Thursday, January 12, 2012

YC113: a review

The community is always an important part of a gaming experience. Back when I was (more) active in Second Life, I'd admire the creative works of my fellow avatars, and to this day, really beautiful things are created in the Linden Lab world. Second Life's community is a very creative one!

In Eve Online, there's no such thing as an artist or creator. New Eden knows industry - you can create predetermined things based on fixed blueprints -  but no in world, free format creation of objects. The community discusses game mechanics, killmails, fittings, shiptypes, CCP shenanigans, nerfs and buffs.. but only rarely does art or creativity come into play, with the exception of video. Eve Online may be a sandbox where you can choose your own career, but 'artist' is not high on the list.

That's why was pleasantly surprised to see an Eve Online related work of creativity: Roc Wieler's musical effort YC113, which was released October 1, 2011. After listening to it a few times, I have to say It’s an appealing work of art and well worth a listen to. Musically, I’d characterize it as orchestral, with much drama,  power and bombast: some parts could easily have been part of a soundrack to a grand battle scene in a Lord of the Rings movie. But there’s more than just these grand musical landscapes and vistas; there’s also the intimacy of a lonely piano, a deep sense of sorrow in a single woman’s voice. 

If you’re familiar with New Eden, you will find that all these musical elements fit that sandbox universe in which Eve Online takes place.

YC113 kicks off with a musical depiction of the four races of humankind; and if you know something of the background of the four races, the music makes sense. Personally, I especially like 'Republic' and 'Empire', even though I’m neither Minmatar or Amarr! 
Some music is dedicated to NPC pirate factions and Sansha Kuvakei. Not all is well, obviously, with these people, and the music shows it: there’s rough edges and dissonants befitting the criminal nature of the subjects of these songs.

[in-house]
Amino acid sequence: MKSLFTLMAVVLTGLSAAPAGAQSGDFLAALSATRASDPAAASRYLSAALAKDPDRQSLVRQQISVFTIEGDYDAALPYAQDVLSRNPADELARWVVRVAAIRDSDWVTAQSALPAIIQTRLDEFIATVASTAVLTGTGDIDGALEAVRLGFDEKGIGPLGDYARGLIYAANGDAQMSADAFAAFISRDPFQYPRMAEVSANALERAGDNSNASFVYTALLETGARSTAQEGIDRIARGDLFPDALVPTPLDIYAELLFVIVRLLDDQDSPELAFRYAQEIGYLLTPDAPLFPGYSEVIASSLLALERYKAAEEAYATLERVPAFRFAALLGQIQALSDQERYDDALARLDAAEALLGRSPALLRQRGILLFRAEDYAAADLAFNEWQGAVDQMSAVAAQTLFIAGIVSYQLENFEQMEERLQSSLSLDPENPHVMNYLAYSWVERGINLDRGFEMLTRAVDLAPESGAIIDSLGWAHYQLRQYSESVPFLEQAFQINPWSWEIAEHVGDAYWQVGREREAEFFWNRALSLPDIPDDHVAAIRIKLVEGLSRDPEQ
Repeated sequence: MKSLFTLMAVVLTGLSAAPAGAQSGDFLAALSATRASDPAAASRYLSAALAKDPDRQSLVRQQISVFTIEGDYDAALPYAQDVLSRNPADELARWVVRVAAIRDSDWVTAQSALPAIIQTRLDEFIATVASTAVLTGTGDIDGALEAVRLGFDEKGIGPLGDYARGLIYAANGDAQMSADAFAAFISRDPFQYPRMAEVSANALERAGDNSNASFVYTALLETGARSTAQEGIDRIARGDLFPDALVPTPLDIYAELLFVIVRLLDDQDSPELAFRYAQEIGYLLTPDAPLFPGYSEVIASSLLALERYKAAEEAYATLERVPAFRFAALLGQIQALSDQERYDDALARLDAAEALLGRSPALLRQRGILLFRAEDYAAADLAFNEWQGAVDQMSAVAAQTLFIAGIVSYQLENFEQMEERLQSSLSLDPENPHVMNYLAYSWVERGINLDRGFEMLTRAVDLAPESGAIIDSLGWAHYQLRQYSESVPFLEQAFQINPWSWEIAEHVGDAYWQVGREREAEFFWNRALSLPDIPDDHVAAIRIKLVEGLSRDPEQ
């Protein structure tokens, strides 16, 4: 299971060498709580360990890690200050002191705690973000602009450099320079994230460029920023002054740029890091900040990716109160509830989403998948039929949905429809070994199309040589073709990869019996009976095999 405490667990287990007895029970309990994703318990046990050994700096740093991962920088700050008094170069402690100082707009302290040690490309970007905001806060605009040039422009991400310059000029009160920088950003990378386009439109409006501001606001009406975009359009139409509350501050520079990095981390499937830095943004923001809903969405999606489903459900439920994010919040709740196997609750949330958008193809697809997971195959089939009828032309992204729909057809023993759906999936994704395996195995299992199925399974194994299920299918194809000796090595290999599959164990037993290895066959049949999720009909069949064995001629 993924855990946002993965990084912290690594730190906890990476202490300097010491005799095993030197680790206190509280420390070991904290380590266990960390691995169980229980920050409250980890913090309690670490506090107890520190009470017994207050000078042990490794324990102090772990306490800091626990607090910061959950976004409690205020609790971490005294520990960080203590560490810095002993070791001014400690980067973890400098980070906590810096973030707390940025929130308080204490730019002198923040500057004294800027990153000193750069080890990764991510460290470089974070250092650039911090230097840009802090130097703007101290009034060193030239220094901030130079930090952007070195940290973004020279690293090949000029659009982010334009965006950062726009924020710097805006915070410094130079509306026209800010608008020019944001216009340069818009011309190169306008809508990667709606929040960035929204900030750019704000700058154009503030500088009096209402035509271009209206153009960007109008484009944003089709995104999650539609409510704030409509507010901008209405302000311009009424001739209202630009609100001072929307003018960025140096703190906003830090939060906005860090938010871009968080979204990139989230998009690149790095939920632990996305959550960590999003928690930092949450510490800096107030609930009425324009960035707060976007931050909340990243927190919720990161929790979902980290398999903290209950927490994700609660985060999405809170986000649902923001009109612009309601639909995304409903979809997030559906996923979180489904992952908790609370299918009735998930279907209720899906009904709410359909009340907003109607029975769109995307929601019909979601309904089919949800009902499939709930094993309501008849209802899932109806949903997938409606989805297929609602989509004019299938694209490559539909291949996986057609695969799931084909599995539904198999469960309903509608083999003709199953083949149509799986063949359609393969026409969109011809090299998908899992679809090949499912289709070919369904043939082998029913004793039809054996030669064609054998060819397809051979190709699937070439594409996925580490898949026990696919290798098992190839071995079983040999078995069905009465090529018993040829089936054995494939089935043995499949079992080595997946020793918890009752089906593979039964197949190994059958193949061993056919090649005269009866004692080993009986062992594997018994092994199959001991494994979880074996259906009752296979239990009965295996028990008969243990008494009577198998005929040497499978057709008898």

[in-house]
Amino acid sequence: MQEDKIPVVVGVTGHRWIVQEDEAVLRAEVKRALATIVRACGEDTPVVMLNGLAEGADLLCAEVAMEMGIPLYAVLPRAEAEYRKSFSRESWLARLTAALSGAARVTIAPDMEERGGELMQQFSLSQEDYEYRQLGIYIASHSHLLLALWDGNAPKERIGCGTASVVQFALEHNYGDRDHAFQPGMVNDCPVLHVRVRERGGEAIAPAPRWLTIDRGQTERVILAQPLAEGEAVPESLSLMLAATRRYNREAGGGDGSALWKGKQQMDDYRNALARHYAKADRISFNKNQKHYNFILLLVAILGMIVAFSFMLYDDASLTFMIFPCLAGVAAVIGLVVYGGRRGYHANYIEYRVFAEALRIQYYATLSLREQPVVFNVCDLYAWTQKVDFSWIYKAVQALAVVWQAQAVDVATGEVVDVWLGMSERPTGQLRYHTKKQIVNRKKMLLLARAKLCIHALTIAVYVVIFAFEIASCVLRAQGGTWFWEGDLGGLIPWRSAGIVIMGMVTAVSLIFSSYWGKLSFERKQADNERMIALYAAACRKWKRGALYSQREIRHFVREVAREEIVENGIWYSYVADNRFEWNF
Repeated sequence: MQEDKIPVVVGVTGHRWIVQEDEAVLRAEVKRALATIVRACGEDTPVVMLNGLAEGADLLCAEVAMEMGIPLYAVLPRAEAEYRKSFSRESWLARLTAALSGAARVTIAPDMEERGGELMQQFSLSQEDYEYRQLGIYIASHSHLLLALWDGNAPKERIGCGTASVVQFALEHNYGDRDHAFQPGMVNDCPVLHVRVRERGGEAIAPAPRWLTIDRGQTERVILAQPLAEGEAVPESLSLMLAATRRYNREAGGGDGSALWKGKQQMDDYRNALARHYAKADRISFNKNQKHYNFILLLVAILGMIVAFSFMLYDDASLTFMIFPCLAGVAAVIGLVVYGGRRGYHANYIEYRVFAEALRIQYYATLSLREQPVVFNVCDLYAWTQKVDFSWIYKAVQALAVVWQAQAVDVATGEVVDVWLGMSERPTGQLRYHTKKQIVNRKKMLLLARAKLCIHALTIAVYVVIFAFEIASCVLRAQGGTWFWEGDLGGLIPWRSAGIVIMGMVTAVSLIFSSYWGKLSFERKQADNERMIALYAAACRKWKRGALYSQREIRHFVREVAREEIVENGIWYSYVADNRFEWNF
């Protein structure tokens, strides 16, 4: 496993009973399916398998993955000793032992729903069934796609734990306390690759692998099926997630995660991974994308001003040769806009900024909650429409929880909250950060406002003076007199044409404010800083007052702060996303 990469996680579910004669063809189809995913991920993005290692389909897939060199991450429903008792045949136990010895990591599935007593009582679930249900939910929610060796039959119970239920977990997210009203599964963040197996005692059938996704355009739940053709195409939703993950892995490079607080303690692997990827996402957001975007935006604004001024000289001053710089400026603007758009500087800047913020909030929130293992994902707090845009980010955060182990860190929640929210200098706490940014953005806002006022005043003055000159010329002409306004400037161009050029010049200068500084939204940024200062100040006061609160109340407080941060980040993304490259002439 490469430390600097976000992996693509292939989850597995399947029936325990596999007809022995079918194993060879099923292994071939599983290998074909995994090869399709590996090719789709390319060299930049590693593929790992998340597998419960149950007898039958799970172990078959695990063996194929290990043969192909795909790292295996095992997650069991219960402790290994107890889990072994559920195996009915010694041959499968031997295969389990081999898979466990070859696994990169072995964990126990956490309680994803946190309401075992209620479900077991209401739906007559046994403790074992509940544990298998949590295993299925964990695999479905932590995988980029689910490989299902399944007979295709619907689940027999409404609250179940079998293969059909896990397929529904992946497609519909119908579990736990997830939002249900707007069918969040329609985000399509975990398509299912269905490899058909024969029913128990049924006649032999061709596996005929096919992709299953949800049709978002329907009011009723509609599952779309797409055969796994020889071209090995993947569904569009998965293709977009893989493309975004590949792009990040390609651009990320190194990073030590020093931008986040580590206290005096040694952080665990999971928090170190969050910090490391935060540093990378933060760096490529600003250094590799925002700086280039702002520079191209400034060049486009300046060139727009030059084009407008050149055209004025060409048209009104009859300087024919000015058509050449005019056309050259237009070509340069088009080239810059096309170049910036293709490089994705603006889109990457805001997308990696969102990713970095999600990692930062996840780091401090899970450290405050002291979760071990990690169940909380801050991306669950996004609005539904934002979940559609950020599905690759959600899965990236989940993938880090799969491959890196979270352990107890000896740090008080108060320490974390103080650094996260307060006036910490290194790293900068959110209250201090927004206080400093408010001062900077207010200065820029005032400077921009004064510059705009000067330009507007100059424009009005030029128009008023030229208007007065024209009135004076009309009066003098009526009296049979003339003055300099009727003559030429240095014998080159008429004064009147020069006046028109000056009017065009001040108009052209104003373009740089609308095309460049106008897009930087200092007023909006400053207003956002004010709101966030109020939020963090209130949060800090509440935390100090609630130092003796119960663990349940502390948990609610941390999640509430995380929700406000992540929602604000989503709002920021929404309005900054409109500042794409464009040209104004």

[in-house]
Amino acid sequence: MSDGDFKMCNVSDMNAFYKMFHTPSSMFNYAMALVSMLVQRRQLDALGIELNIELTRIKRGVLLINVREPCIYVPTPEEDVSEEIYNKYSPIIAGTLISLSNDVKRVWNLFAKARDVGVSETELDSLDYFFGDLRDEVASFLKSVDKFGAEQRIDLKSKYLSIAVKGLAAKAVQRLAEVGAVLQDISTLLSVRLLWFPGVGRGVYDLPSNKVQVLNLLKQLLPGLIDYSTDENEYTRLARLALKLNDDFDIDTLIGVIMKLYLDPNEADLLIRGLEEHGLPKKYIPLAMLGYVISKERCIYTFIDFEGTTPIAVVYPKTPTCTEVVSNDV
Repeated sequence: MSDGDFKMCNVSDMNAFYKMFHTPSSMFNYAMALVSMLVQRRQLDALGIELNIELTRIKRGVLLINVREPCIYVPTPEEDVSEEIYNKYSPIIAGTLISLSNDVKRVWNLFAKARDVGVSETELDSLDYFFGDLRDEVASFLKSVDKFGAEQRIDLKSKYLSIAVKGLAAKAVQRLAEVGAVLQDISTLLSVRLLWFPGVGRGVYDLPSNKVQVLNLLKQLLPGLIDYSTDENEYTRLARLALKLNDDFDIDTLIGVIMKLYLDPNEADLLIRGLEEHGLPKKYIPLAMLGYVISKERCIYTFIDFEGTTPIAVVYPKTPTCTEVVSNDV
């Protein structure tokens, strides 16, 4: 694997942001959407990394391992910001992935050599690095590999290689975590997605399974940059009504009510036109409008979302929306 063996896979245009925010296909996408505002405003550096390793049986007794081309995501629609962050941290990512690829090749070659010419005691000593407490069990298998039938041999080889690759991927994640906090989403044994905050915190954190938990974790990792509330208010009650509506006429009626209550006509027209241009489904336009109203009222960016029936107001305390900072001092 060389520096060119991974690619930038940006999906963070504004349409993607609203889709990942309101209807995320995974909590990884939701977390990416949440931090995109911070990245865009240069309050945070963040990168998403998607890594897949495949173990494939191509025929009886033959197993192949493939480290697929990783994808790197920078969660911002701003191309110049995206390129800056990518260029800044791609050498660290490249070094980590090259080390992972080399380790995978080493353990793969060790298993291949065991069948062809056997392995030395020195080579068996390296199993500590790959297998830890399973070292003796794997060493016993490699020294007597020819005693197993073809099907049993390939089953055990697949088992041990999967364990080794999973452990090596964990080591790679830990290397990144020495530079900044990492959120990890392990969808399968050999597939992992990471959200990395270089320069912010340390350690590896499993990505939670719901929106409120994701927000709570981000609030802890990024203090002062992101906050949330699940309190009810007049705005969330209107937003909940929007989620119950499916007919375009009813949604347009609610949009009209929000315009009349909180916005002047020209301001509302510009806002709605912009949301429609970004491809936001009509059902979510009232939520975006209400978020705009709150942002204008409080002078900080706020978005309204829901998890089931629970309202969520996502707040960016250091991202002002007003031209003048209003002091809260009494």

'New Eden’s Favorite Son' and 'Love’s Pursuit' belong to my favorites in YC113. I really like them. A romantical intermezzo then follows, with ‘One Night of Mynxee’ which is not bad, but somehow sounds like I’ve heard it before.. not my cup of tea. It’s the strings, probably. 

A couple of songs then deal with Incursions, and how New Eden responds. As CTA's are called and battles rage, the music is powerful and dramatic.. Punctuated yet again by almost fragile interludes. It is fair to say that by this time - almost an hour into YC113 - the music becomes somewhat less distinctive. This is not a bad thing in itself, as the music is still worth listening to, but it does, sort of, blend together somewhat. 

Something strange happens towards the end of YC113: Roc Wieler dies. Yes, you read that correctly, the composer promotes himself to subject of a fiery death and subsequent burial! This begs the question who then wrote the music, doesn’t it? Or did he write it before death? And if Roc is a capsuleer, why didn't he just get a fresh clone? Just kidding, but from a storyline perspective I’d have chosen a different pilot name. Of course this would have meant that the references to the ongoing romance between Roc and Mynxee would have to be altered as well. 

The finale, then, is one song but clearly consists of several distinctive parts. It begins with a very basic, bare, slow rap; almost menacing in it’s effect. Followed by another piece of orchestral music, part quiet and part exciting and wild, ending in a fade out that reminds us of the vast, cold, endless darkness that is space. 
 But there’s more! There is an Alternate Finale which has the same basic construction, but is different from the Finale nonetheless. It is also two minutes longer. The rap part is musically more evolved; the orchestral part on the other hand is more basic than that of the Finale. Until half way through; a sharp intermezzo divides the piece in two. The second part of Alternate Finale begins with an orchestral part, but ends with a poppy, happy sounding, upbeat part, very much unlike anything else in YC113 actually. 

The closer, Aura (remix), reminds me of the ’90s Enigma: atmospheric, ambient, dreamy. Very nice, if you’re into this kind of thing. 

The verdict, then. I have only two points of criticism, really. The first one: some parts sound like I’ve heard them before, elsewhere. This is probably due to the fact that dramatic, orchestral movie music often tends to have certain well defined characteristics: the way chords are used, instrumentation et cetera.  It's not a deal breaker to me, but it’s still something I noted. The second point I have already mentioned: the songs between ‘Incursions’ and ‘Aftermath’ somewhat blend together. The music is fine, but it could have used more distinctiveness, to spice it up somewhat. But perhaps the music is the way it is, because a story needed to be told.. 

Obviously we’re not dealing with FM radio material. Don’t expect to be singing along; there’s no catchy refrains. These are stories, vividly told through music; in a dramatic fashion, orchestral, opera style. Not my usual choice of music, but I’ve found YC113 enjoyable to listen to, much to my own surprise. More information is available at YC113.

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